The War on Terror is a military initiative unleashed by the United States since the September 11 attacks. The President George W. Bush declared the War on Terror as part of an overall strategy to combat terrorism.
Initially neoconservative with strong religious appeal, George Bush even declared a 'Crusade against terror" and against the "Axis of Evil", in what became known as the Bush Doctrine. This has generated strong reaction among European allies, which ended up requiring greater moderation in the use of historical-religious concepts in anti-terror rhetoric. The attack was treated as an act of war, with the government would assume much greater powers than had to chase and detain persons abroad, as well as to promote domestic spying, everything as if it were a war.
The War on Terror meant a mobilization effort at different levels: political-diplomatic, economic, military, intelligence and counter intelligence. As part of the military operations of the War on Terror, the United States invaded and occupied Afghanistan shortly after the terrorist attacks and remained with his troops until the beginning of the withdrawal of the first soldiers of his troop in Afghanistan in 2011.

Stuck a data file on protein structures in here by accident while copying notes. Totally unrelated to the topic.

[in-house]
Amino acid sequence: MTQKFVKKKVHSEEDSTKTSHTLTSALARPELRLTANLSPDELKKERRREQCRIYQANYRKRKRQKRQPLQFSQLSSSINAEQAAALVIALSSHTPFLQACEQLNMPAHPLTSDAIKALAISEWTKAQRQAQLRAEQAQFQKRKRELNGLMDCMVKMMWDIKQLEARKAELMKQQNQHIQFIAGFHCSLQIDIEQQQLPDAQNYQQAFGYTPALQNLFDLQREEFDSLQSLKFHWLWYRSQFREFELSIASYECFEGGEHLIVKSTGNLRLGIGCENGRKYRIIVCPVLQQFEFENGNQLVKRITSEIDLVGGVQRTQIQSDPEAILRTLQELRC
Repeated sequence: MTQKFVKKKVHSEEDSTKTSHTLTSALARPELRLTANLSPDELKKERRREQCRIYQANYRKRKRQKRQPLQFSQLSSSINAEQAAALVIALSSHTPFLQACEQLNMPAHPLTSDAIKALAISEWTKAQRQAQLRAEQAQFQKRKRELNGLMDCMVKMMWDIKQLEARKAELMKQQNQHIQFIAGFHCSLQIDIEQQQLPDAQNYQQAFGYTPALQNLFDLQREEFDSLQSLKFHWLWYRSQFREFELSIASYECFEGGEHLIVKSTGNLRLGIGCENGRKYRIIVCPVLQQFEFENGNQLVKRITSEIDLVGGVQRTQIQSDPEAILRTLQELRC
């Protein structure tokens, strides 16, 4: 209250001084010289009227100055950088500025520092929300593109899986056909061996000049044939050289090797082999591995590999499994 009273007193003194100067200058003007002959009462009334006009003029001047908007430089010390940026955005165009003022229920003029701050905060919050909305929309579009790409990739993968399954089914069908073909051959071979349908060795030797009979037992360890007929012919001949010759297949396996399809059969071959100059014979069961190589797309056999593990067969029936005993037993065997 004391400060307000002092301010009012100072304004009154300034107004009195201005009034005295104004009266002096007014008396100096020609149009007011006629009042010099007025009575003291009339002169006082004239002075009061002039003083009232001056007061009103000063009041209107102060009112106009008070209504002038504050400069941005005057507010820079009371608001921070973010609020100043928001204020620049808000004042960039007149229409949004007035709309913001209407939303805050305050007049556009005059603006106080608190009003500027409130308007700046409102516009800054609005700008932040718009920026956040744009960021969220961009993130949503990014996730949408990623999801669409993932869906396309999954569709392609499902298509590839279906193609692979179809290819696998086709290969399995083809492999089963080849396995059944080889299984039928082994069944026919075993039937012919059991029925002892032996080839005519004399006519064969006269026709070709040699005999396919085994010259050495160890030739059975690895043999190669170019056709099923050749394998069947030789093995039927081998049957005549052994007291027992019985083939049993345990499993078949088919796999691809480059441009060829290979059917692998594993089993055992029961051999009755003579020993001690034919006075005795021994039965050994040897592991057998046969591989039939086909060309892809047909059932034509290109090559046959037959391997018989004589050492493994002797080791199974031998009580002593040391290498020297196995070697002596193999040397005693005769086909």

After the attacks of September 11, 2001 are attributed to al-Qaeda the United States also initiate a search to your leader named Bin Laden that would last almost 10 years and only on May 2, 2011 U.S. authorities reported that bin Laden had been captured and killed in a hideout during an undercover operation conducted by forces in conjunction with the CIA and the Pakistani government, which helped to locate the whereabouts of the terrorist. The DNA of the body, compared to samples of his dead sister, confirmed a degree of kinship. The corpse was kept in military custody.
Since the beginning of the War on Terror, Amnesty International recorded and reported hundreds of cases of serious human rights violations, including torture at Guantanamo Bay and secret CIA prisons.